Epoxyeicosatrienoic acids (EETs), metabolites of arachidonic acid (AA) catalyzed by cytochrome P450 (CYP), have many essential biologic roles in the cardiovascular system including inhibition of apoptosis in cardiomyocytes. In the present study, we tested the potential of 8,9-EET and derivatives to protect pulmonary artery smooth muscle cells (PASMCs) from starvation induced apoptosis. We found 8,9-epoxy-eicos-11(Z)-enoic acid (8,9-EET analog (214)), but not 8,9-EET, increased cell viability, decreased activation of caspase-3 and caspase-9, and decreased TUNEL-positive cells or nuclear condensation induced by serum deprivation (SD) in PASMCs. These effects were reversed after blocking the Rho-kinase (ROCK) pathway with Y-27632 or HA-1077. Therefore, 8,9-EET analog (214) protects PASMC from serum deprivation-induced apoptosis, mediated at least in part via the ROCK pathway. Serum deprivation of PASMCs resulted in mitochondrial membrane depolarization, decreased expression of Bcl-2 and enhanced expression of Bax, all effects were reversed by 8,9-EET analog (214) in a ROCK dependent manner. Because 8,9-EET and not the 8,9-EET analog (214) protects pulmonary artery endothelial cells (PAECs), these observations suggest the potential to differentially promote apoptosis or survival with 8,9-EET or analogs in pulmonary arteries.

  7. 8,9-Epoxyeicosatrienoic acid analog protects pulmonary artery smooth muscle cells from apoptosis via ROCK pathway

    Energy Technology Data Exchange (ETDEWEB)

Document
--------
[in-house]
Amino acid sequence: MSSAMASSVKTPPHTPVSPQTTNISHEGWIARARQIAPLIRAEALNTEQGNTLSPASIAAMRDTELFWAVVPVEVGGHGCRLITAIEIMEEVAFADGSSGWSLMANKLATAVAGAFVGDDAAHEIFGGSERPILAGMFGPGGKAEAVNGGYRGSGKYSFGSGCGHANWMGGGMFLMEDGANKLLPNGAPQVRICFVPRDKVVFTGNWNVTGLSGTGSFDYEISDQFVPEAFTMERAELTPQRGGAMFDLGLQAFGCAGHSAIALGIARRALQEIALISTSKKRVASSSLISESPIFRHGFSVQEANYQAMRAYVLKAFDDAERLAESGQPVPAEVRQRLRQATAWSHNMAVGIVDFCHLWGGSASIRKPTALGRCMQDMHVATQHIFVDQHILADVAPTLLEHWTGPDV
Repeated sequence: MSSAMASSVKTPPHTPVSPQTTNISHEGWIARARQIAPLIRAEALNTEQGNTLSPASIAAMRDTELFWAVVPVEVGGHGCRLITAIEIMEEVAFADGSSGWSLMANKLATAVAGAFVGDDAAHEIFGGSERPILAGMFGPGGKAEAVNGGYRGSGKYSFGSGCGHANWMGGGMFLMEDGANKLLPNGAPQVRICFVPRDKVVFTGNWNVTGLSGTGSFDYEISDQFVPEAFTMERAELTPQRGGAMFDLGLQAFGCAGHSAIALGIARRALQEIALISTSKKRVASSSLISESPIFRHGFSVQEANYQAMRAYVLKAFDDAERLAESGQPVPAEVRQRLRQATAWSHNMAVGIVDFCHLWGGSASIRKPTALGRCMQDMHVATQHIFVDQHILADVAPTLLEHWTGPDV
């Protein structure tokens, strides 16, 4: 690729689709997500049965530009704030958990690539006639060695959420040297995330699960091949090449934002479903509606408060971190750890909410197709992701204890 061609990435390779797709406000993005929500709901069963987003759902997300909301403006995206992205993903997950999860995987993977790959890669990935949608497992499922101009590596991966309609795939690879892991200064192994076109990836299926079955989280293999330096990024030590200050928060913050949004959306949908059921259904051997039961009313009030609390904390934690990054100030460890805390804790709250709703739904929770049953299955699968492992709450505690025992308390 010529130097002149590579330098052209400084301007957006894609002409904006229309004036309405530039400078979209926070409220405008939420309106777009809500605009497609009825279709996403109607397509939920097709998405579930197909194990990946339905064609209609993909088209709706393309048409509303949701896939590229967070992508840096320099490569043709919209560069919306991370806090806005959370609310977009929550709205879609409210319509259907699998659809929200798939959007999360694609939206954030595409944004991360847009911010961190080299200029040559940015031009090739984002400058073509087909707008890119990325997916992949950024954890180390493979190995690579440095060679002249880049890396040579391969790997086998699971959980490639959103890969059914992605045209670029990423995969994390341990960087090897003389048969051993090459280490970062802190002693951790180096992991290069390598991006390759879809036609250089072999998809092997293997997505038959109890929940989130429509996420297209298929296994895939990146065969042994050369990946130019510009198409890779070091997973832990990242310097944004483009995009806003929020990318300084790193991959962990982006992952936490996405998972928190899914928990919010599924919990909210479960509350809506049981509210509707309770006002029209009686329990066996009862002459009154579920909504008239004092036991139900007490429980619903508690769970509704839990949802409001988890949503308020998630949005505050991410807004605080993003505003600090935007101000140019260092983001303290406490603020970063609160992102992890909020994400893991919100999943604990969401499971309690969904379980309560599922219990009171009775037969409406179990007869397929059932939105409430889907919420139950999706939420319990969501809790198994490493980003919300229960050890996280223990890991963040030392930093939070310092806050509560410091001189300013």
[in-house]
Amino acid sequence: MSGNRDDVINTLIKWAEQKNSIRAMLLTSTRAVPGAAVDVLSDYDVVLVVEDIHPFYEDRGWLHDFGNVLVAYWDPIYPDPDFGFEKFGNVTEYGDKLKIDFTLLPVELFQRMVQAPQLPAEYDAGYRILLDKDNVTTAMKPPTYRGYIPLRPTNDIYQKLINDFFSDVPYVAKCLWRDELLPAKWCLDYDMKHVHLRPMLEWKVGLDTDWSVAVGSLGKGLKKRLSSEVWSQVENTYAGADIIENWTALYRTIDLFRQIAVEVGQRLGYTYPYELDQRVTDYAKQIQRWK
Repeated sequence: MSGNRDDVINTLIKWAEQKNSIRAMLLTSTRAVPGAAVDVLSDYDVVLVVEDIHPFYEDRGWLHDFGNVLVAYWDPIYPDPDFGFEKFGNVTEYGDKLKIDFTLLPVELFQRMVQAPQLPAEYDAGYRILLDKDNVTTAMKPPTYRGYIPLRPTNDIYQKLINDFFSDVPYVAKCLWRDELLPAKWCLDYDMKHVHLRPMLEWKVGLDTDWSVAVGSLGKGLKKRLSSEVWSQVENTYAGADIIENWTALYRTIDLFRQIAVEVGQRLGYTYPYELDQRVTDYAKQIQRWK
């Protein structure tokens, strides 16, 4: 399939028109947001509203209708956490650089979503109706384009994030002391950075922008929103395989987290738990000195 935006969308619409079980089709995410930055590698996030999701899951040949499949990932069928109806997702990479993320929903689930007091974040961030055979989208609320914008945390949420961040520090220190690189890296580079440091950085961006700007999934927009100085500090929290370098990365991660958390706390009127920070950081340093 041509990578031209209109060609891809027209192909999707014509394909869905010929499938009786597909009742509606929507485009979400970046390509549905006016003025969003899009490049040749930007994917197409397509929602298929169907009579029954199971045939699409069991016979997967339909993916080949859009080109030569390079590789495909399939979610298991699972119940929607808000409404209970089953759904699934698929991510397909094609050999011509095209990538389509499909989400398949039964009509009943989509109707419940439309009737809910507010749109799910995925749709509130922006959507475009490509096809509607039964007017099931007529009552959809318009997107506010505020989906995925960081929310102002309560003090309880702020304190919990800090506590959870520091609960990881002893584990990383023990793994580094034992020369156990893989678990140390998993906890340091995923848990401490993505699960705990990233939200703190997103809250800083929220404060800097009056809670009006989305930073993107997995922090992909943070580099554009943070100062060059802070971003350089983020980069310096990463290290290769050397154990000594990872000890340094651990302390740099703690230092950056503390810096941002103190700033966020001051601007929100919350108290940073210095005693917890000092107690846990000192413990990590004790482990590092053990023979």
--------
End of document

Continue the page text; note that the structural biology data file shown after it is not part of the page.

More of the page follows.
Ma, Jun; Zhang, Lei; Li, Shanshan [Department of Biopharmaceutical Sciences, College of Pharmacy, Harbin Medical University, 157 Baojian Road, Nangang District, Harbin, Heilongjiang 150081 (China); Liu, Shulin [Department of Biopharmaceutical Sciences, College of Pharmacy, Harbin Medical University, 157 Baojian Road, Nangang District, Harbin, Heilongjiang 150081 (China); Bio-pharmaceutical Key Laboratory of Heilongjiang Province, Harbin 150081 (China); Ma, Cui [Department of Biopharmaceutical Sciences, College of Pharmacy, Harbin Medical University, 157 Baojian Road, Nangang District, Harbin, Heilongjiang 150081 (China); Li, Weiyang [Mudanjiang Medical College, Mudanjiang 157011 (China); Falck, J.R.; Manthati, Vijay L.; Reddy, D. Sudarshan [University of Texas Southwestern Medical Center, Dallas, TX 75390 (United States); Medhora, Meetha; Jacobs, Elizabeth R. [Division of Pulmonary and Critical Care, Department of Medicine, Cardiovascular Center, Medical College of Wisconsin, Milwaukee, WI 53226 (United States); Zhu, Daling, E-mail: dalingz@yahoo.com [Department of Biopharmaceutical Sciences, College of Pharmacy, Harbin Medical University, 157 Baojian Road, Nangang District, Harbin, Heilongjiang 150081 (China); Bio-pharmaceutical Key Laboratory of Heilongjiang Province, Harbin 150081 (China)